The first email I read while waiting for my luggage at the Charles De Gaulle airport on Oct 9th was titled “New Meteorite in Paris”. The story, about a new french meteorite that had crashed through the roof of a home in Draveil France (a Paris suburb) had just been published on the same day I landed in Paris. This was certainly a sign that our journey was ‘universe’ approved.
I had pitched the trip to my wife as two days of astro work in Greece and then fun time in Paris. How was I going to explain the need to go meteorite hunting, while we were visiting the most exciting city in the world? I struggled and ultimately decided the French would have to find the remaining pieces of the Draveil meteorite on their own, but while I was there I certainly wanted to have a look at what was already found.
By our second day in the city, fatigue had caught up with us and we decided to take it easy and just wonder around the city. In the back of my mind I wanted to ‘wonder’ into Alain Carion’s gallery — Dr. Carion is a world renowned Parisian meteorite collector and dealer. He has a shop in the center of Paris and he holds a piece of the newest meteorite fall. Visiting the Carion gallery was on my todo list for the trip anyway, so I figured we could explore the city while pursing this unofficial goal. I was still learning my way around and a little disoriented and we ended up walking away from Carion’s gallery instead of towards it.
As we were walking down the street, we observed an official military ceremony in process in front of an important looking building. It took us a few moments to learn this was the home of the French president and we were watching the changing of the guard. As we past by on the opposite side of the street, my wife looked into a shop window and saw a huge triceratops head. She said, ‘look at this’. To our surprise we had stumbled into Sotheby’s auction house and they just happened to be showing off a large lot of dinosaur fossils, minerals and meteorites (click link for gallery of items on auction block). Random luck, cosmic forces or the will of the universe had guided us to some of the finest meteorites in Paris!
On our last day we went to the Galerie Alain Carion. The shop is located in one of the nicest parts of the city, an island in the Seine just a stones throw from Notre Dame. The collection is literally first class with an amazing selection of meteorites, minerals and a few fossils too.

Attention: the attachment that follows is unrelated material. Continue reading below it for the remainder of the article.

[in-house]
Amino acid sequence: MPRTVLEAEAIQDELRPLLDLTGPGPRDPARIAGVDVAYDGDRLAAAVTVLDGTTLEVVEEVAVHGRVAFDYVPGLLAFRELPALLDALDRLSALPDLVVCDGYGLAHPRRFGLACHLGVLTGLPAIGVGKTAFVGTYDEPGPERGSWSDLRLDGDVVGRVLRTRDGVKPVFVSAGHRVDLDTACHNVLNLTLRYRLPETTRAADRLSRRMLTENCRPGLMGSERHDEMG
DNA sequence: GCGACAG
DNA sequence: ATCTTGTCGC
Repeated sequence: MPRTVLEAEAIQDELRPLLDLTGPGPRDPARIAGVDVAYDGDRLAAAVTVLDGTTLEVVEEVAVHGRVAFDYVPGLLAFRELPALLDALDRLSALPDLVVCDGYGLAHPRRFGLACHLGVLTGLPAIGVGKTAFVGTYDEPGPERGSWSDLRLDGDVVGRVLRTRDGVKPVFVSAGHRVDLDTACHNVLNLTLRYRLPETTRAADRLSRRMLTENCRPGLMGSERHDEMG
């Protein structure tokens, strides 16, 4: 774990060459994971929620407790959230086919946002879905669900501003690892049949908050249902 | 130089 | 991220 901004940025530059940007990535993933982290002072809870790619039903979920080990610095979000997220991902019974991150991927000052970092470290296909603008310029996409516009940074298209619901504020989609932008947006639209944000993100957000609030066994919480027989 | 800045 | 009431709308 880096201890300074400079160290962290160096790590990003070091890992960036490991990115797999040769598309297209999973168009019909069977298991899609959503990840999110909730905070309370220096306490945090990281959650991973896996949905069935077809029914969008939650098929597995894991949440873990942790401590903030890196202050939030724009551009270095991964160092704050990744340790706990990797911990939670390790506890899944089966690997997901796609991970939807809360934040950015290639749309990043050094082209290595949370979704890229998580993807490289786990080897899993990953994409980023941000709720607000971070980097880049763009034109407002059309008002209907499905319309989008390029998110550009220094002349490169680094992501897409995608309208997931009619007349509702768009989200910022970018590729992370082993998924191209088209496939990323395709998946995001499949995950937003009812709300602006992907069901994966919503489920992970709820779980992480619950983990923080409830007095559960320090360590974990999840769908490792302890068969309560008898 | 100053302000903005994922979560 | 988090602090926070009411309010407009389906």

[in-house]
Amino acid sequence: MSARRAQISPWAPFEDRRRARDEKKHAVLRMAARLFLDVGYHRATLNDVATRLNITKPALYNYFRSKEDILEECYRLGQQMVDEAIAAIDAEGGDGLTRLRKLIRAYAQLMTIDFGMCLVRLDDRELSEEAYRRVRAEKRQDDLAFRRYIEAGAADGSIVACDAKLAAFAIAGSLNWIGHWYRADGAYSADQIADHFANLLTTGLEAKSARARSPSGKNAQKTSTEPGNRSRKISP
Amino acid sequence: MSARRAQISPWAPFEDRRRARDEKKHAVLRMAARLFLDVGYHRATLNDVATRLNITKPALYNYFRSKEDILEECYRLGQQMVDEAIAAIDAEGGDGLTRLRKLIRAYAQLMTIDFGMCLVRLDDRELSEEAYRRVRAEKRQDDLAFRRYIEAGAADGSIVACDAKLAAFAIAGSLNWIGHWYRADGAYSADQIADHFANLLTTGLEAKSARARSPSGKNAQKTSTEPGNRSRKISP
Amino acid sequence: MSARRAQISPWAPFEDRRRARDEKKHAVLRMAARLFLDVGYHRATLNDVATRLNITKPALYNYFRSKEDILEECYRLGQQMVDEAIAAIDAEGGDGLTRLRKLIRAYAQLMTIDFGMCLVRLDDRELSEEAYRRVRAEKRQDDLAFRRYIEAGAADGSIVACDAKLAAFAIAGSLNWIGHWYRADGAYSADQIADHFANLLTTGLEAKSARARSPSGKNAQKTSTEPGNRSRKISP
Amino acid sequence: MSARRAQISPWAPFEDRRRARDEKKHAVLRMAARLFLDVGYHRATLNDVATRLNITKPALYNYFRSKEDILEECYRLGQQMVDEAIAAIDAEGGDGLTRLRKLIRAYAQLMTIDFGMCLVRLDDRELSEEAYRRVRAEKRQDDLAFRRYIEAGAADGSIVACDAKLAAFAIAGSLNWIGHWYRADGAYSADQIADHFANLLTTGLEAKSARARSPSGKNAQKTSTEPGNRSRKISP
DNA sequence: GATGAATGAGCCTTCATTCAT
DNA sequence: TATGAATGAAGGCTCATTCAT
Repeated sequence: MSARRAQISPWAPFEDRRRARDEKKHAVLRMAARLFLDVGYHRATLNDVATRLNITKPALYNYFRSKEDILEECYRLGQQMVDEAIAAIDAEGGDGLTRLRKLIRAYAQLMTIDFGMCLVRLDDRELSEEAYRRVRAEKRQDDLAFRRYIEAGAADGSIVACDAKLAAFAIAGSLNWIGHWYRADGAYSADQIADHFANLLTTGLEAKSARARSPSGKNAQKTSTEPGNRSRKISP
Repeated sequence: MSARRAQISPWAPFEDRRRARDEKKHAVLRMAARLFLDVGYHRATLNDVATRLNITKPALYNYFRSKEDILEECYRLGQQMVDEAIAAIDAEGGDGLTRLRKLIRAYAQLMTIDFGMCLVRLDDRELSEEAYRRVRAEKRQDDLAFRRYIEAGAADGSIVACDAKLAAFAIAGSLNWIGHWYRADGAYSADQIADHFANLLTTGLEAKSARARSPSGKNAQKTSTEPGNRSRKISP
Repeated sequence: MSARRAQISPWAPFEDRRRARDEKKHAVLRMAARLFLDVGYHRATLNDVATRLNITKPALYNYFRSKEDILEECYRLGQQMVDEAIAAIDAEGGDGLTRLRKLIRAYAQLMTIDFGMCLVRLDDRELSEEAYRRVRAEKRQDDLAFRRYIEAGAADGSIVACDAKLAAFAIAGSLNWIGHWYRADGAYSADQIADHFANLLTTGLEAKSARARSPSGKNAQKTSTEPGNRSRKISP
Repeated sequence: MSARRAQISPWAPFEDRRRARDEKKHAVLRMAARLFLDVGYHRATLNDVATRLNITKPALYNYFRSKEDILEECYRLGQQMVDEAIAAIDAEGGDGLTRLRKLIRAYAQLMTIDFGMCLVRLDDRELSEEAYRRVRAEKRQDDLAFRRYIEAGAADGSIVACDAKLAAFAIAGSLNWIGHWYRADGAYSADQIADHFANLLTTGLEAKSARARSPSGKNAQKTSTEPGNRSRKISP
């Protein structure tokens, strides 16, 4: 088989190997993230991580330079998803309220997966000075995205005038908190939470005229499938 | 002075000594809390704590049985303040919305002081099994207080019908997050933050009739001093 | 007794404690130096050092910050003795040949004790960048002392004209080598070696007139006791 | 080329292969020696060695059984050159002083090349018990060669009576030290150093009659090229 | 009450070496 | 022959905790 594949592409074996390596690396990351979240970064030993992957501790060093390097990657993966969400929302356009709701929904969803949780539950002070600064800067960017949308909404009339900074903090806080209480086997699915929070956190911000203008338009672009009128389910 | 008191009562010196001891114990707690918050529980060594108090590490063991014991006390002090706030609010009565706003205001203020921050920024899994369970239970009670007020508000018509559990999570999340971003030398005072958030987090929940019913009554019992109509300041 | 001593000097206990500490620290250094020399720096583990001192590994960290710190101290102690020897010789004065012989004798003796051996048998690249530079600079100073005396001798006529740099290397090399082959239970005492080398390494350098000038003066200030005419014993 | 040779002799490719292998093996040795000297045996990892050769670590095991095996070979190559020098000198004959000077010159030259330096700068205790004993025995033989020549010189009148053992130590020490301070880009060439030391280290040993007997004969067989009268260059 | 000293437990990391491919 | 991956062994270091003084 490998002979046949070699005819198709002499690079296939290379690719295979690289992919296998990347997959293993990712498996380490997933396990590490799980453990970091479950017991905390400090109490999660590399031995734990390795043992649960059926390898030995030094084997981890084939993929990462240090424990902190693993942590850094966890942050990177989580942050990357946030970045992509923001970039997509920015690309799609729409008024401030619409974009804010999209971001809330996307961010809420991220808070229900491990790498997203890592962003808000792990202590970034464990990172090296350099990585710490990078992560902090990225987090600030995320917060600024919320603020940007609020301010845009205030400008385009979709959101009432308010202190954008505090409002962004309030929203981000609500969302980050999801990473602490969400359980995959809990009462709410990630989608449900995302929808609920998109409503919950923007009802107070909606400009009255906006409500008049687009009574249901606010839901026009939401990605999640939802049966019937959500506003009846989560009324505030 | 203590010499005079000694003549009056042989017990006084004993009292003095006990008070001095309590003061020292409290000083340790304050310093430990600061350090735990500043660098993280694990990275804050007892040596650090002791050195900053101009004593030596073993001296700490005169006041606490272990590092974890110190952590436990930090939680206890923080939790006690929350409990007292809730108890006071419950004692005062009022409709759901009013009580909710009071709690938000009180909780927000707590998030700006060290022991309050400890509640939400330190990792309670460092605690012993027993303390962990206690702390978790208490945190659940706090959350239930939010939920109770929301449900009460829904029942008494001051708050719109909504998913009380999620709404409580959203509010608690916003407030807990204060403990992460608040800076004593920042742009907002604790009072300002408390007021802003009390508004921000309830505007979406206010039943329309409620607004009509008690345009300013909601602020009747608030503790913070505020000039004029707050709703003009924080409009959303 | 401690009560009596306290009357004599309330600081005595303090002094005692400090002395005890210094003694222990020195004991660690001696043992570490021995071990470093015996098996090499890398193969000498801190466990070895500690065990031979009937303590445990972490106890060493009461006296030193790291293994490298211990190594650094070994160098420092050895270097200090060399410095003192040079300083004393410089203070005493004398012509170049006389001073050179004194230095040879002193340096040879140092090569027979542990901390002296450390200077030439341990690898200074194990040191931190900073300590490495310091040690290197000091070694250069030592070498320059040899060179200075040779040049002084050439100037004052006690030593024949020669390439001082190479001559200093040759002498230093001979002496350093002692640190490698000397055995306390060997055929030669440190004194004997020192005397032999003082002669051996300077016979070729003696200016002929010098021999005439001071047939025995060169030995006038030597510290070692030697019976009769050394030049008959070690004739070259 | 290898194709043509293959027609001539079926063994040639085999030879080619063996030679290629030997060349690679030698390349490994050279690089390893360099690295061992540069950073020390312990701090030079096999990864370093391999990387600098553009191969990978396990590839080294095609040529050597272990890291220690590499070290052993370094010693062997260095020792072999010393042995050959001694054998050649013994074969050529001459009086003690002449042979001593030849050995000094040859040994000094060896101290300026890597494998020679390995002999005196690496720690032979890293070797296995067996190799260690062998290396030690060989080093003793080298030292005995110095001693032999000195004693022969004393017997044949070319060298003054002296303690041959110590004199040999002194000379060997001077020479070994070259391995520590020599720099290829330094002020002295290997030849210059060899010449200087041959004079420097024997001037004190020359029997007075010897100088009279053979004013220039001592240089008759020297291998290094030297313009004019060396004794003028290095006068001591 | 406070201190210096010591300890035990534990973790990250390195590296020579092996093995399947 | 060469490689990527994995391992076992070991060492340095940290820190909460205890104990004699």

Alain is a well known and well respected meteorite scientist, collector, dealer and hunter. I have heard a lot about his work and I have one of his meteorite books. Alain also has a piece of the Draveil meteorite which he acquired from its original owner Mrs. Comette. I was really looking forward to visiting the shop and meeting Alain.
When we arrived at the store front I was not disappointed. A stunning collection of meteorites, minerals and fossils was on display in the main window. There were several meteorites I immediately recognized including a huge slice of the pallasite esquel, a few big hunks of carbonaceous chondrite Allende and several nicely sculpted pieces of sikhote alin shrapnel, one of which I recognized from Alain’s book.
Here’s a picture of some meteorites in the front window of the Galerie Alain Carion. The sikohte alin in the bottom right is no longer there…
When I looked in the far corner of the window I saw this picture. I later learned it is a hand painted original from one of Carion’s sons. Like the sikohte alin meteorite, the picture is no longer in the window.
Alain was kind enough to meet with us and pose for a picture.
He even showed us his fragment of the Draveil meteorite — the latest witnessed fall found on Earth and for all intensive purposes the first and only Parisian meteorite (not exactly, but close enough only 12 miles away).
It was our last night in Paris and of course the clouds started to clear up for the first time since we arrived.
I knew the almost full moon would be rising shortly after dusk. I wanted to recoup some of my earlier losses and make it home with an astrophoto or two. So we got dinner at a fine crepe place and then walked around taking pictures of the city, the moon and Jupiter.
Notre Dame at night, with the Moon and Jupiter over top.
The Moon, Jupiter and the Louvre.